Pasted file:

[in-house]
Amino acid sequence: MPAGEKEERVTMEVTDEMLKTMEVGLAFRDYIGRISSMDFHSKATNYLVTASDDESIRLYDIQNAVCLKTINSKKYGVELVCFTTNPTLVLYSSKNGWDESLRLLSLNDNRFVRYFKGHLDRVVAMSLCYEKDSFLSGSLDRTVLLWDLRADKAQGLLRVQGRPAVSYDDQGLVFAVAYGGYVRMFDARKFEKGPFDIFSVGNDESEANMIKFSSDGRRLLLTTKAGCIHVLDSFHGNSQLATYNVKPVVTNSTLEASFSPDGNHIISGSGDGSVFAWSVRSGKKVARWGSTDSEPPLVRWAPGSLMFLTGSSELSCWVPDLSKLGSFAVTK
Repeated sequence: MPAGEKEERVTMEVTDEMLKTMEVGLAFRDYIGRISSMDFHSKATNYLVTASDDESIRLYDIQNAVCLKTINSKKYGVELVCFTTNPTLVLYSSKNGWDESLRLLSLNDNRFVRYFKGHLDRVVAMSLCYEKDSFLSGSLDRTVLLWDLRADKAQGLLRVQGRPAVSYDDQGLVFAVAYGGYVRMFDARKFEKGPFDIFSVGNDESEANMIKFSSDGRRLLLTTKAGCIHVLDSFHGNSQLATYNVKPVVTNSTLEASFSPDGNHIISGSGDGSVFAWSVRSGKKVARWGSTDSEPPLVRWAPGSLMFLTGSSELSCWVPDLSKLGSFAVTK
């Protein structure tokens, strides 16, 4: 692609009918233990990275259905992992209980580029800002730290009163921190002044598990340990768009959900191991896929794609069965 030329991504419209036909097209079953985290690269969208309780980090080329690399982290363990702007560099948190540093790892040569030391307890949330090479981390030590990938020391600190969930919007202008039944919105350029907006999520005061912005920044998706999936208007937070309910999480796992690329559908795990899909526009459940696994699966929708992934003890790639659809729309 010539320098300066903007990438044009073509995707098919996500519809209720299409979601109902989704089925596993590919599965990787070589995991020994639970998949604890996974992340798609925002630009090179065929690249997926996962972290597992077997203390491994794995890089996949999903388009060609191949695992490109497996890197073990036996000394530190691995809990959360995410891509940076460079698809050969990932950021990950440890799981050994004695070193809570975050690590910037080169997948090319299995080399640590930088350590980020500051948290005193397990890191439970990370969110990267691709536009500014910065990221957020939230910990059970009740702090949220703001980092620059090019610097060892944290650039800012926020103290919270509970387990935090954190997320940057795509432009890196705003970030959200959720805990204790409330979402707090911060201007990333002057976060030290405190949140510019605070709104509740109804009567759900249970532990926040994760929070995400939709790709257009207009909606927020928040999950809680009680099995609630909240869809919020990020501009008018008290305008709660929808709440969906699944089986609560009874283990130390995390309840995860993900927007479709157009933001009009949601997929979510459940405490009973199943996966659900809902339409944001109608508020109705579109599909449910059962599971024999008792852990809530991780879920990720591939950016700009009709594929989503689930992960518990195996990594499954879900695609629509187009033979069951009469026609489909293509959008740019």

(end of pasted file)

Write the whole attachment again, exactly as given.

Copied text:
[in-house]
Amino acid sequence: MPAGEKEERVTMEVTDEMLKTMEVGLAFRDYIGRISSMDFHSKATNYLVTASDDESIRLYDIQNAVCLKTINSKKYGVELVCFTTNPTLVLYSSKNGWDESLRLLSLNDNRFVRYFKGHLDRVVAMSLCYEKDSFLSGSLDRTVLLWDLRADKAQGLLRVQGRPAVSYDDQGLVFAVAYGGYVRMFDARKFEKGPFDIFSVGNDESEANMIKFSSDGRRLLLTTKAGCIHVLDSFHGNSQLATYNVKPVVTNSTLEASFSPDGNHIISGSGDGSVFAWSVRSGKKVARWGSTDSEPPLVRWAPGSLMFLTGSSELSCWVPDLSKLGSFAVTK
Repeated sequence: MPAGEKEERVTMEVTDEMLKTMEVGLAFRDYIGRISSMDFHSKATNYLVTASDDESIRLYDIQNAVCLKTINSKKYGVELVCFTTNPTLVLYSSKNGWDESLRLLSLNDNRFVRYFKGHLDRVVAMSLCYEKDSFLSGSLDRTVLLWDLRADKAQGLLRVQGRPAVSYDDQGLVFAVAYGGYVRMFDARKFEKGPFDIFSVGNDESEANMIKFSSDGRRLLLTTKAGCIHVLDSFHGNSQLATYNVKPVVTNSTLEASFSPDGNHIISGSGDGSVFAWSVRSGKKVARWGSTDSEPPLVRWAPGSLMFLTGSSELSCWVPDLSKLGSFAVTK
């Protein structure tokens, strides 16, 4: 692609009918233990990275259905992992209980580029800002730290009163921190002044598990340990768009959900191991896929794609069965 030329991504419209036909097209079953985290690269969208309780980090080329690399982290363990702007560099948190540093790892040569030391307890949330090479981390030590990938020391600190969930919007202008039944919105350029907006999520005061912005920044998706999936208007937070309910999480796992690329559908795990899909526009459940696994699966929708992934003890790639659809729309 010539320098300066903007990438044009073509995707098919996500519809209720299409979601109902989704089925596993590919599965990787070589995991020994639970998949604890996974992340798609925002630009090179065929690249997926996962972290597992077997203390491994794995890089996949999903388009060609191949695992490109497996890197073990036996000394530190691995809990959360995410891509940076460079698809050969990932950021990950440890799981050994004695070193809570975050690590910037080169997948090319299995080399640590930088350590980020500051948290005193397990890191439970990370969110990267691709536009500014910065990221957020939230910990059970009740702090949220703001980092620059090019610097060892944290650039800012926020103290919270509970387990935090954190997320940057795509432009890196705003970030959200959720805990204790409330979402707090911060201007990333002057976060030290405190949140510019605070709104509740109804009567759900249970532990926040994760929070995400939709790709257009207009909606927020928040999950809680009680099995609630909240869809919020990020501009008018008290305008709660929808709440969906699944089986609560009874283990130390995390309840995860993900927007479709157009933001009009949601997929979510459940405490009973199943996966659900809902339409944001109608508020109705579109599909449910059962599971024999008792852990809530991780879920990720591939950016700009009709594929989503689930992960518990195996990594499954879900695609629509187009033979069951009469026609489909293509959008740019």